September 23, 2018
Bartlesville is the seat of Washington County in northeast Oklahoma. The county is a north-south strip that is only about 10 miles wide and 40 miles long. The smallest county in the state, it lies along the eastern border of Osage County, the state’s largest. Named after George Washington, the county was formed at statehood in 1907 on land that had once been controlled by the Caddo, served as buffalo-hunting grounds for the Osage from 1760-1825, and then was part of the new Cherokee Nation after their forced relocation from Georgia.
The first verified school in the county opened in 1874 at Silver Lake, one of the few natural lakes in Oklahoma, just south of modern-day Bartlesville, back when it was still Indian Territory. These days, the county is dominated by four school districts which serve 8,300 students. So how many one-room schools do you think operated in the county from 1874 through the closing of the last ones by the 1950s?
That was the first of a series of trivia questions I posed earlier this month when I was asked to share some history of the rural schools with the Washington County Retired Educators Association. Their request was prompted by my presentation to them a year earlier on the history of the Bartlesville schools.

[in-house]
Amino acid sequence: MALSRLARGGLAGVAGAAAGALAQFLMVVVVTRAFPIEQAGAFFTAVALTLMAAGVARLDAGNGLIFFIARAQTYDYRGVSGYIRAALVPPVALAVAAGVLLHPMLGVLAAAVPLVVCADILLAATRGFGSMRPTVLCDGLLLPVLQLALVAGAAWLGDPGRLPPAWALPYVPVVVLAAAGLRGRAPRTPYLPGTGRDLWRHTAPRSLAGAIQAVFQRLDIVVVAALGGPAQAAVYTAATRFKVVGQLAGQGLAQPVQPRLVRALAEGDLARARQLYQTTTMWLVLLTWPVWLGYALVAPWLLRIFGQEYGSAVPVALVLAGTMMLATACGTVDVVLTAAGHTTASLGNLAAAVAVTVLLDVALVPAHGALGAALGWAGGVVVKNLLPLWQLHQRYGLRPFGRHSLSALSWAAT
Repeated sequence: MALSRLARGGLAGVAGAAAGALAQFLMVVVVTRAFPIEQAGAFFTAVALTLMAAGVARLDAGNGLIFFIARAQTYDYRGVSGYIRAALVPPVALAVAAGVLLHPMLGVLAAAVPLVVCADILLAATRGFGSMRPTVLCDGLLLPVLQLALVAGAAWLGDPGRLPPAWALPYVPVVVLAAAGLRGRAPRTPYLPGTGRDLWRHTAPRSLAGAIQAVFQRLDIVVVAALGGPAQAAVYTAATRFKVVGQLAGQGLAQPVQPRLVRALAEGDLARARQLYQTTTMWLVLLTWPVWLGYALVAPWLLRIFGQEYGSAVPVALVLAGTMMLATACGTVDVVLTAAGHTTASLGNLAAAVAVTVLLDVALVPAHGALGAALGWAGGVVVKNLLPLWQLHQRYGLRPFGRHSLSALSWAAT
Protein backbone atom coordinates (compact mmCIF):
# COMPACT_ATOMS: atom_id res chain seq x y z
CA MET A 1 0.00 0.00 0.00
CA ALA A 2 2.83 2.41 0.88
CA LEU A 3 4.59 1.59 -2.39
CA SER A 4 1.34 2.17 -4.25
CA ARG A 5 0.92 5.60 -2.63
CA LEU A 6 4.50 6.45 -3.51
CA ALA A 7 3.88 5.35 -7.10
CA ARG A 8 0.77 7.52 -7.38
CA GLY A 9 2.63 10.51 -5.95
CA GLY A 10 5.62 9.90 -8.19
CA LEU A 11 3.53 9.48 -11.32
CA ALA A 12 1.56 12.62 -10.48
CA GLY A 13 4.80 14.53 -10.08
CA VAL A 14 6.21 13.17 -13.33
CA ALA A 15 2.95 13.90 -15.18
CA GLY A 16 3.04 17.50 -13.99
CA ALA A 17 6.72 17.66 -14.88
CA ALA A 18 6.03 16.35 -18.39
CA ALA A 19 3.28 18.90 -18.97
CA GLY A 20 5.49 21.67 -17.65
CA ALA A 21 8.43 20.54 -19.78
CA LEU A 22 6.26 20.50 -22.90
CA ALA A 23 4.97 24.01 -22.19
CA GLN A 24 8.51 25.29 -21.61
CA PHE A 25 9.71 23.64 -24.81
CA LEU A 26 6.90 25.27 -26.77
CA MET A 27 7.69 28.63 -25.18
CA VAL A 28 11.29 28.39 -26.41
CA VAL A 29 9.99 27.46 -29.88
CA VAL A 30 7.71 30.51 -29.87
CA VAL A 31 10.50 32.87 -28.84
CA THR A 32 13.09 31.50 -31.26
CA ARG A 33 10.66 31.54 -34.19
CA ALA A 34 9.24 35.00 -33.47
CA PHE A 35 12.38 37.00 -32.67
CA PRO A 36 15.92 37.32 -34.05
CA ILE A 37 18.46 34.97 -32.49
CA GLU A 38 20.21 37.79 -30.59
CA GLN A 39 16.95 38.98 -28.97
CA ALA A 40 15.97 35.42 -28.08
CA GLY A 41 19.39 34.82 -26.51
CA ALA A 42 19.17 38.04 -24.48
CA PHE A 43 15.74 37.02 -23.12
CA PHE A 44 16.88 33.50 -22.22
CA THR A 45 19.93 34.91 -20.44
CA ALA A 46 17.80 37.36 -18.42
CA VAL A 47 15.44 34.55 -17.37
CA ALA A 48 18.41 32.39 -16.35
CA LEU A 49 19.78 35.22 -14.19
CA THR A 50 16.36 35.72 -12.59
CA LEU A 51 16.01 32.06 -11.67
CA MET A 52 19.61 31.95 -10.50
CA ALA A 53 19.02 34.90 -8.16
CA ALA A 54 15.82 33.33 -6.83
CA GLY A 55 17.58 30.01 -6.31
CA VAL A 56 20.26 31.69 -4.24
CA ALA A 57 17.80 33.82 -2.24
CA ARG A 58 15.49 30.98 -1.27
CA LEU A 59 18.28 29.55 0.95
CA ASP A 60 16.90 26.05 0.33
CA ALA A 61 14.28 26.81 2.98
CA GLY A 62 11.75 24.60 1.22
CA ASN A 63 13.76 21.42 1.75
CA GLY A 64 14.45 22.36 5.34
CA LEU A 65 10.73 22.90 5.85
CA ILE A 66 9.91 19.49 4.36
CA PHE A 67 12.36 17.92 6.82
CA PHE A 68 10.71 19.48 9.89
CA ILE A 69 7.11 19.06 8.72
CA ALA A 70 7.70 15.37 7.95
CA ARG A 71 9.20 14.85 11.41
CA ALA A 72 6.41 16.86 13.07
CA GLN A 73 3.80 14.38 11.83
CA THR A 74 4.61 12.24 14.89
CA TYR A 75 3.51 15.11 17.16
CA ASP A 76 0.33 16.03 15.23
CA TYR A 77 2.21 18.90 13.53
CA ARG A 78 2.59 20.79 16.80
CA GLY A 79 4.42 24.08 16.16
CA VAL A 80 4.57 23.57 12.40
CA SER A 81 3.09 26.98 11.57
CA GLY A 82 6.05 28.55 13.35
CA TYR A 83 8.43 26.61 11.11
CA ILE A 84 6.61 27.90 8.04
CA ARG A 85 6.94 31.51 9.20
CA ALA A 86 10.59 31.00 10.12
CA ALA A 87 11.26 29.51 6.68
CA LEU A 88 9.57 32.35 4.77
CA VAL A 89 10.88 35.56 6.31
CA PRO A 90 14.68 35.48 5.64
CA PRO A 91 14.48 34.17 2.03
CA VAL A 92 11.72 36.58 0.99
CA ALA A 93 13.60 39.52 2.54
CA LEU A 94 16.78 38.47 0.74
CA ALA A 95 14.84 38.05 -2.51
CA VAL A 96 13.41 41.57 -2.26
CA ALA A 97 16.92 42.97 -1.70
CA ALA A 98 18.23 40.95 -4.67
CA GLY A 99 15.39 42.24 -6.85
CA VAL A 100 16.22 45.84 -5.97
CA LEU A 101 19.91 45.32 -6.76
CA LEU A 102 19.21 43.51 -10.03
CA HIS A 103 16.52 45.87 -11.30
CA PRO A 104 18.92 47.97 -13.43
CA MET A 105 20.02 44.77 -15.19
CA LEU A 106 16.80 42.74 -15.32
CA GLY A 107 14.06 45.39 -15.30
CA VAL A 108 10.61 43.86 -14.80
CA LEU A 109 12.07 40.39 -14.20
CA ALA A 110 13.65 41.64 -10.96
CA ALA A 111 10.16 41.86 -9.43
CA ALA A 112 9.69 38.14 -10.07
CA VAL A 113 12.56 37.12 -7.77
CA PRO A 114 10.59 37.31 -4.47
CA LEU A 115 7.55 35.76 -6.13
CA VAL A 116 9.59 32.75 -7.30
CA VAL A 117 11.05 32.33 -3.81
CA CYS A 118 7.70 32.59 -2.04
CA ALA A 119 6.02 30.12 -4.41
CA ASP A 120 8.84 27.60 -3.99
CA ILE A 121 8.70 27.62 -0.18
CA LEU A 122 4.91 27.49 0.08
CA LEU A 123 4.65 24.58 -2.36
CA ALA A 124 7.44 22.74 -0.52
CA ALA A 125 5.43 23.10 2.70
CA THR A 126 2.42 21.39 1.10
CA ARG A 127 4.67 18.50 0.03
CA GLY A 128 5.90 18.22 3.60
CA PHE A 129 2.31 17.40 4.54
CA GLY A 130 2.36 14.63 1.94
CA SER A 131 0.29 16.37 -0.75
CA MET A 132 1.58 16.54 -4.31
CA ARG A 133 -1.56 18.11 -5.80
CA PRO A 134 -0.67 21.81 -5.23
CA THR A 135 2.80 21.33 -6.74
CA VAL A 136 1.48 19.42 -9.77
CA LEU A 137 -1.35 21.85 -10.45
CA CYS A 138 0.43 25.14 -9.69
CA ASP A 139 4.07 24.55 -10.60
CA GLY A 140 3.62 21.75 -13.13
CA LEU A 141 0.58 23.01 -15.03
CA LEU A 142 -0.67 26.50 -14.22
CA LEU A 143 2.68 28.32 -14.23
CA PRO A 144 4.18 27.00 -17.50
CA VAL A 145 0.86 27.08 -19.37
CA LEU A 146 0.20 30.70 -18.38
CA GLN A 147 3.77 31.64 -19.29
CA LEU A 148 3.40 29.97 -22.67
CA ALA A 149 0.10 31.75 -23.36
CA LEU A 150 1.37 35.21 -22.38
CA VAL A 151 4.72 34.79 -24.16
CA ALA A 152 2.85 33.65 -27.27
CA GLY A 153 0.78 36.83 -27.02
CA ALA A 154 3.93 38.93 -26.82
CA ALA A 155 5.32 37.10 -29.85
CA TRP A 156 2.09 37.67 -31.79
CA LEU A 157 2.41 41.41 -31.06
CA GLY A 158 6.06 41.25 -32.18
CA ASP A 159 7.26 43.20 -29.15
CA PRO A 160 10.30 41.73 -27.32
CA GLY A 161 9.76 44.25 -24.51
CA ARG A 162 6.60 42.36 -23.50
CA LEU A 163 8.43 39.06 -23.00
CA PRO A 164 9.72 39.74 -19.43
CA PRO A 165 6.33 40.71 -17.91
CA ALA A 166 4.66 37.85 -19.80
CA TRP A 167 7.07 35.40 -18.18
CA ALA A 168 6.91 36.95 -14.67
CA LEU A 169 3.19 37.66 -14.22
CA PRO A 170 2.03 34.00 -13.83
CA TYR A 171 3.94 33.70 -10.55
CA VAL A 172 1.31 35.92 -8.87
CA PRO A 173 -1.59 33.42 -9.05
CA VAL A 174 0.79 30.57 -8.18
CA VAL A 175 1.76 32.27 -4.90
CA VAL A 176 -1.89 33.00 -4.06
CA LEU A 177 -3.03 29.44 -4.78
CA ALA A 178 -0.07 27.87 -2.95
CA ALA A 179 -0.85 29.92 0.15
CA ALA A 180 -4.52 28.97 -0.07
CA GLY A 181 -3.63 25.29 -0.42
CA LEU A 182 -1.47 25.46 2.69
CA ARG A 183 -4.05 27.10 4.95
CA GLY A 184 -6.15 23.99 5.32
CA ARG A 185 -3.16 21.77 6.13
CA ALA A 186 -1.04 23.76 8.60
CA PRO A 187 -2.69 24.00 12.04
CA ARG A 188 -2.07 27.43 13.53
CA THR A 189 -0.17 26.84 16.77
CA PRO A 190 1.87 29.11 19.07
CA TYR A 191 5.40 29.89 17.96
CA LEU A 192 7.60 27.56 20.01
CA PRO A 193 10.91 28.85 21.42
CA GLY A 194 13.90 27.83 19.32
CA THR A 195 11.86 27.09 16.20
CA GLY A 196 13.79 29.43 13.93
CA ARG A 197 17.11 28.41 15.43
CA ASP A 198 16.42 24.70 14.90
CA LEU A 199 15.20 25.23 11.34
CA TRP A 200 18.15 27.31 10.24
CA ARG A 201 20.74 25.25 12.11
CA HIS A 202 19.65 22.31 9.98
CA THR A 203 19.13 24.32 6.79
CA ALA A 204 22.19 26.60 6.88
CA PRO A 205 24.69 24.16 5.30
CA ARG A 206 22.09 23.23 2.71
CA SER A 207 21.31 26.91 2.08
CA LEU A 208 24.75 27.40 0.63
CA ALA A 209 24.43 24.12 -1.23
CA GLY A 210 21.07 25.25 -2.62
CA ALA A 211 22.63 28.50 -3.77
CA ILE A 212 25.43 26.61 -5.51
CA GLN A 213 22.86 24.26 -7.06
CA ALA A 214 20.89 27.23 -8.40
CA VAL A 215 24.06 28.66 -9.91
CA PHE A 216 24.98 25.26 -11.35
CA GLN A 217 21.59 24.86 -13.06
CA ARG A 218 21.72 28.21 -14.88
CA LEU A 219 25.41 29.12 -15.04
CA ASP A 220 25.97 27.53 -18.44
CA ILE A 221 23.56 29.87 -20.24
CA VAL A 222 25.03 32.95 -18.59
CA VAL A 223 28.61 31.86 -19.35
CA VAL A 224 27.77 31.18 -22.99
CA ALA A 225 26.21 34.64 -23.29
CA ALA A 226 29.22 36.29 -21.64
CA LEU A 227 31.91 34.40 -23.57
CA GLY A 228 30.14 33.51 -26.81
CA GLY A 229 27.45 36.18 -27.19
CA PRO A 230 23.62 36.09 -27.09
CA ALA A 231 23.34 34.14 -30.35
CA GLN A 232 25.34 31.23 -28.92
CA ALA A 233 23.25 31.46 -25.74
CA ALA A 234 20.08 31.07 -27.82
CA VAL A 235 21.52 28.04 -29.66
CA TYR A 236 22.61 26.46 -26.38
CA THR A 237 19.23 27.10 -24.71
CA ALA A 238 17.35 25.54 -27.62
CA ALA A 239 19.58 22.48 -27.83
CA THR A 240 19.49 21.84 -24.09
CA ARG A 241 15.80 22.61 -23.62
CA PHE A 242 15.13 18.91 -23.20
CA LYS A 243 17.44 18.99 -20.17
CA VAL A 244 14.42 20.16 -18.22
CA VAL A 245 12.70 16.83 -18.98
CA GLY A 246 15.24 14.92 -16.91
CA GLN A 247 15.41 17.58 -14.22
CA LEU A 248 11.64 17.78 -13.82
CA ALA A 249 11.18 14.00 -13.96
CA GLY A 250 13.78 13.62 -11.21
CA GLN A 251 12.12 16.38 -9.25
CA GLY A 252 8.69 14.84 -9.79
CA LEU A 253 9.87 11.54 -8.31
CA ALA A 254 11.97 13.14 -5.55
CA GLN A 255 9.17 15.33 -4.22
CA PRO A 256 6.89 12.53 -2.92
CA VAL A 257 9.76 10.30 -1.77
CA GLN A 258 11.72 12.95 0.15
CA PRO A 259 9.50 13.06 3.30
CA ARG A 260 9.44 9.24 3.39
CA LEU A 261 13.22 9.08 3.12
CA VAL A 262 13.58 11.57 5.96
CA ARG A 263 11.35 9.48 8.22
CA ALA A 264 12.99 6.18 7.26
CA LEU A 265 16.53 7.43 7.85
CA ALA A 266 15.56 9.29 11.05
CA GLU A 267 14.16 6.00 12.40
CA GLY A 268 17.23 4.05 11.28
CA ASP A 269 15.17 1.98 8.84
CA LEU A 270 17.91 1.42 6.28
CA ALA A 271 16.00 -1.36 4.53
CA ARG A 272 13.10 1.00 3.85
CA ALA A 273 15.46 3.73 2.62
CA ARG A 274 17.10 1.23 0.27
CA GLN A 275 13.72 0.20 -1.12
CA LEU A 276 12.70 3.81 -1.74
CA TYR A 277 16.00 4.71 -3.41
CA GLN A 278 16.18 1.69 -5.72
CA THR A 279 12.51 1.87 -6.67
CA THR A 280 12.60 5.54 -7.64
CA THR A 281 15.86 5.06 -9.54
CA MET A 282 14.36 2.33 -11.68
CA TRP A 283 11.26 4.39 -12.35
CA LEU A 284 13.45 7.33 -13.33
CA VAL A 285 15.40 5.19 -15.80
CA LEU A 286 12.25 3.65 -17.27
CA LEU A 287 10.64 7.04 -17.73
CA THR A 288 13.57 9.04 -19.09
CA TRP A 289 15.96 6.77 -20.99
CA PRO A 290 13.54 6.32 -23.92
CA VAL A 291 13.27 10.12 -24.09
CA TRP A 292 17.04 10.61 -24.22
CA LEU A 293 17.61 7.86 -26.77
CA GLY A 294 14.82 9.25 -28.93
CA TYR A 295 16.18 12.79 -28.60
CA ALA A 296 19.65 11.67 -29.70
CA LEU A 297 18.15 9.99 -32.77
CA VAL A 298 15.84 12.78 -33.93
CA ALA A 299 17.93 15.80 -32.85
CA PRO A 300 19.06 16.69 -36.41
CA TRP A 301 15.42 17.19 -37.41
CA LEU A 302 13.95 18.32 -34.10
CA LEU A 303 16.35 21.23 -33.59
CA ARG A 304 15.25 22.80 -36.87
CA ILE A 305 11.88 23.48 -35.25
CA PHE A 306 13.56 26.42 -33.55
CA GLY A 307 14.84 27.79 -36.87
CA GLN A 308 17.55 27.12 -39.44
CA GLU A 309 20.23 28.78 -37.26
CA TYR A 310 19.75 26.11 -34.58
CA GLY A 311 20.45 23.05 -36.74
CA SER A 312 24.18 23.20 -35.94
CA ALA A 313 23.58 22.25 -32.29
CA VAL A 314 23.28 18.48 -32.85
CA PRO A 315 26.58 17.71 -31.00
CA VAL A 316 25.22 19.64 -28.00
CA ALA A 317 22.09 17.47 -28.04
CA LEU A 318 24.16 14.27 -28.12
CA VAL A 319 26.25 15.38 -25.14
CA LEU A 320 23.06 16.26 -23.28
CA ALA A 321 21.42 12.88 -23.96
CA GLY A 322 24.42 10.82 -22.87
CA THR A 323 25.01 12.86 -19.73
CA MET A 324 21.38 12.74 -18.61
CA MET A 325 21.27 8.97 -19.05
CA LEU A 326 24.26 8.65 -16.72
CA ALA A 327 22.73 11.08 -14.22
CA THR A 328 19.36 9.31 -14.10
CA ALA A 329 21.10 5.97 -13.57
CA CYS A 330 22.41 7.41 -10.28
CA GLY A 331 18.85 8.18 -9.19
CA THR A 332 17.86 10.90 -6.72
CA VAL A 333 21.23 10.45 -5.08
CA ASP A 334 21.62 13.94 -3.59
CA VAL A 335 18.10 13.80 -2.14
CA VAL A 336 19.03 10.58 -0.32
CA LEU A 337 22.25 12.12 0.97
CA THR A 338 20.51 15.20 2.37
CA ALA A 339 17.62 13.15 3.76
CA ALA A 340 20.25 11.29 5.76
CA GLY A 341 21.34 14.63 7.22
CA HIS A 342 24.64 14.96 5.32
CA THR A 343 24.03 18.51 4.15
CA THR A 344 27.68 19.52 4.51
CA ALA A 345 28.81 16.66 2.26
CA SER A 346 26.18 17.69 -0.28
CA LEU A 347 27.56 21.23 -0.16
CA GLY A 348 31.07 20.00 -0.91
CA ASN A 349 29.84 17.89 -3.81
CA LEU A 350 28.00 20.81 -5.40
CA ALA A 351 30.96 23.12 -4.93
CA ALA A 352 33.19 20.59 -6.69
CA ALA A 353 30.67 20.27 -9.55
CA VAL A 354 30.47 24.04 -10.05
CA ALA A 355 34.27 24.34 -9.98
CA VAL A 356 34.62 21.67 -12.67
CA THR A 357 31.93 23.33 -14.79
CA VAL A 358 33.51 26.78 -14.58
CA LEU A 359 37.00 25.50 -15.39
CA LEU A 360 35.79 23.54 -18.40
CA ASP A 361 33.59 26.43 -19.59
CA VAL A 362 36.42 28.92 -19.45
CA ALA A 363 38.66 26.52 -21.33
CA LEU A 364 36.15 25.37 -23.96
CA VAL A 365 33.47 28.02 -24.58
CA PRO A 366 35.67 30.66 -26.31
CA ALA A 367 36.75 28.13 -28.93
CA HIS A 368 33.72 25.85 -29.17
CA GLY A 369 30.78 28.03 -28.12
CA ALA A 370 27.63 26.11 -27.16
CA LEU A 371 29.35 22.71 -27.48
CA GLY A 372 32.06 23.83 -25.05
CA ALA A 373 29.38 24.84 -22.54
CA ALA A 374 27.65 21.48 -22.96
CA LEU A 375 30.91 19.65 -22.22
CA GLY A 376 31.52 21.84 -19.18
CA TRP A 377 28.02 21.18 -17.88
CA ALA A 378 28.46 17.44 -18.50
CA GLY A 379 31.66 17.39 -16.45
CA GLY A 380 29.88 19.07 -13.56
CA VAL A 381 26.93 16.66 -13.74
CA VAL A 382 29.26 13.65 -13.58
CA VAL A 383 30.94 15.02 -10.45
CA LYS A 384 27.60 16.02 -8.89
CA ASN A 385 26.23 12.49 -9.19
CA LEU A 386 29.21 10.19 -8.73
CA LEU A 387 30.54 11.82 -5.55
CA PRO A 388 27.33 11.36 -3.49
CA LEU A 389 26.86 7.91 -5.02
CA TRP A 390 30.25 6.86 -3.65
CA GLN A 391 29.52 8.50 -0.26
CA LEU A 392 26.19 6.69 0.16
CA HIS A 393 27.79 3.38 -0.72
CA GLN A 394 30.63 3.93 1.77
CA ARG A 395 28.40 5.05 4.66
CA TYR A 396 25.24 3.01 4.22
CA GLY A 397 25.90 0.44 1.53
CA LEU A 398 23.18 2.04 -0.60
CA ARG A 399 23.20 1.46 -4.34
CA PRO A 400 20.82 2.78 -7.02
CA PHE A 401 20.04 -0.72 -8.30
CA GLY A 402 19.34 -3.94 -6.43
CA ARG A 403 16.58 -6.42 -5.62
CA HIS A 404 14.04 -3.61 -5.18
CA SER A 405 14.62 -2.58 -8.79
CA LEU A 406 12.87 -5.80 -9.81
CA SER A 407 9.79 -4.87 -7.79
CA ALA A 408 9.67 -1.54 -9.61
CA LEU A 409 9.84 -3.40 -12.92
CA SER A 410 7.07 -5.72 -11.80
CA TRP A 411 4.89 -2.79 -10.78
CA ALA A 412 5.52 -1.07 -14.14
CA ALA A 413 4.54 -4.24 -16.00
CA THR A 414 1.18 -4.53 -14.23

School history can be a bit dull, even to an audience of retired educators! So my preparation including hunting for unusual things to highlight. The Bartlesville Area History Museum has a great book called Over a Century of Schools in Washington County: Gone But Not Forgotten. That was extremely helpful, but I also consulted the vertical files in the History Room at the Bartlesville Public Library.
Among the tales I accumulated were:
- In 1912 a district saw its expensive school, which was less than two years old, burn up with the fire department forlornly looking on, unable to spray a drop of water on it.
- The two largest oil tank farms in the world once enabled two county districts to build four rather fine school buildings, only one of which is still standing a century later. One of those districts had a fellow build the first school buses in the state, but they were all horse-drawn.
- A tornado flattened one school in the 1930s while its two teachers and 70 schoolchildren sheltered in a ditch across the road.
That spiced things up, and I threw in additional trivia questions designed to confound my audience. If I have successfully whetted your appetite, dig in with my Google Slides presentation: